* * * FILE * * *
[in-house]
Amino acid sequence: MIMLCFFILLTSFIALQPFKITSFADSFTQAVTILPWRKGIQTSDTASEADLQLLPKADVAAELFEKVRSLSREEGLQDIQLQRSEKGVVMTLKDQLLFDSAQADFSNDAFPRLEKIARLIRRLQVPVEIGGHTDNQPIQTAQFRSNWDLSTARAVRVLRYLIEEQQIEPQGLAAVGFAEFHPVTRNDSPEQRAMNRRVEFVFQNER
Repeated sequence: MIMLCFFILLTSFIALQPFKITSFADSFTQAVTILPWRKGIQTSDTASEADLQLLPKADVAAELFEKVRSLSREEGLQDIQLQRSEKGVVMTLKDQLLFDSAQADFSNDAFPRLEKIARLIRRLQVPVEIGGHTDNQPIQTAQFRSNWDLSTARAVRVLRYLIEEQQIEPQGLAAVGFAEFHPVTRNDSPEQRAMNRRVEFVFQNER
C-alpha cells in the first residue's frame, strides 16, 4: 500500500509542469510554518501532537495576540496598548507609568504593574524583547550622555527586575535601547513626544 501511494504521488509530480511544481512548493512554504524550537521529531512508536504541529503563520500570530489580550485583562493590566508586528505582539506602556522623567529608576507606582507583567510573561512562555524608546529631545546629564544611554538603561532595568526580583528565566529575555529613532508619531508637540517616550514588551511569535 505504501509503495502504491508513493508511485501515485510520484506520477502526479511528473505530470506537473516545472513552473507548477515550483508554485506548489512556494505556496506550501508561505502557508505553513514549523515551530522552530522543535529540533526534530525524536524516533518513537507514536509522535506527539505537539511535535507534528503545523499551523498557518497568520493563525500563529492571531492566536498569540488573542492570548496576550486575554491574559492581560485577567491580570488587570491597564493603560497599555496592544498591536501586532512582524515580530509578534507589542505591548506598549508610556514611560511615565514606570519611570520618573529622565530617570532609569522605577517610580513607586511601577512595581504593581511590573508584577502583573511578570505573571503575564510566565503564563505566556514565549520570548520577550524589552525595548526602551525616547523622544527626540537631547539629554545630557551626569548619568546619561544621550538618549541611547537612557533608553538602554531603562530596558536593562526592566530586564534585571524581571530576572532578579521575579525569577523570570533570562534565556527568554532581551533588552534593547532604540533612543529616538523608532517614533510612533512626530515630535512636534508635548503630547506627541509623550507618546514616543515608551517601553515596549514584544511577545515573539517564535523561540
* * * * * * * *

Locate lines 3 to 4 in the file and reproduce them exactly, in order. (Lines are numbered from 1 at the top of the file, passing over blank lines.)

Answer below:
Repeated sequence: MIMLCFFILLTSFIALQPFKITSFADSFTQAVTILPWRKGIQTSDTASEADLQLLPKADVAAELFEKVRSLSREEGLQDIQLQRSEKGVVMTLKDQLLFDSAQADFSNDAFPRLEKIARLIRRLQVPVEIGGHTDNQPIQTAQFRSNWDLSTARAVRVLRYLIEEQQIEPQGLAAVGFAEFHPVTRNDSPEQRAMNRRVEFVFQNER
C-alpha cells in the first residue's frame, strides 16, 4: 500500500509542469510554518501532537495576540496598548507609568504593574524583547550622555527586575535601547513626544 501511494504521488509530480511544481512548493512554504524550537521529531512508536504541529503563520500570530489580550485583562493590566508586528505582539506602556522623567529608576507606582507583567510573561512562555524608546529631545546629564544611554538603561532595568526580583528565566529575555529613532508619531508637540517616550514588551511569535 505504501509503495502504491508513493508511485501515485510520484506520477502526479511528473505530470506537473516545472513552473507548477515550483508554485506548489512556494505556496506550501508561505502557508505553513514549523515551530522552530522543535529540533526534530525524536524516533518513537507514536509522535506527539505537539511535535507534528503545523499551523498557518497568520493563525500563529492571531492566536498569540488573542492570548496576550486575554491574559492581560485577567491580570488587570491597564493603560497599555496592544498591536501586532512582524515580530509578534507589542505591548506598549508610556514611560511615565514606570519611570520618573529622565530617570532609569522605577517610580513607586511601577512595581504593581511590573508584577502583573511578570505573571503575564510566565503564563505566556514565549520570548520577550524589552525595548526602551525616547523622544527626540537631547539629554545630557551626569548619568546619561544621550538618549541611547537612557533608553538602554531603562530596558536593562526592566530586564534585571524581571530576572532578579521575579525569577523570570533570562534565556527568554532581551533588552534593547532604540533612543529616538523608532517614533510612533512626530515630535512636534508635548503630547506627541509623550507618546514616543515608551517601553515596549514584544511577545515573539517564535523561540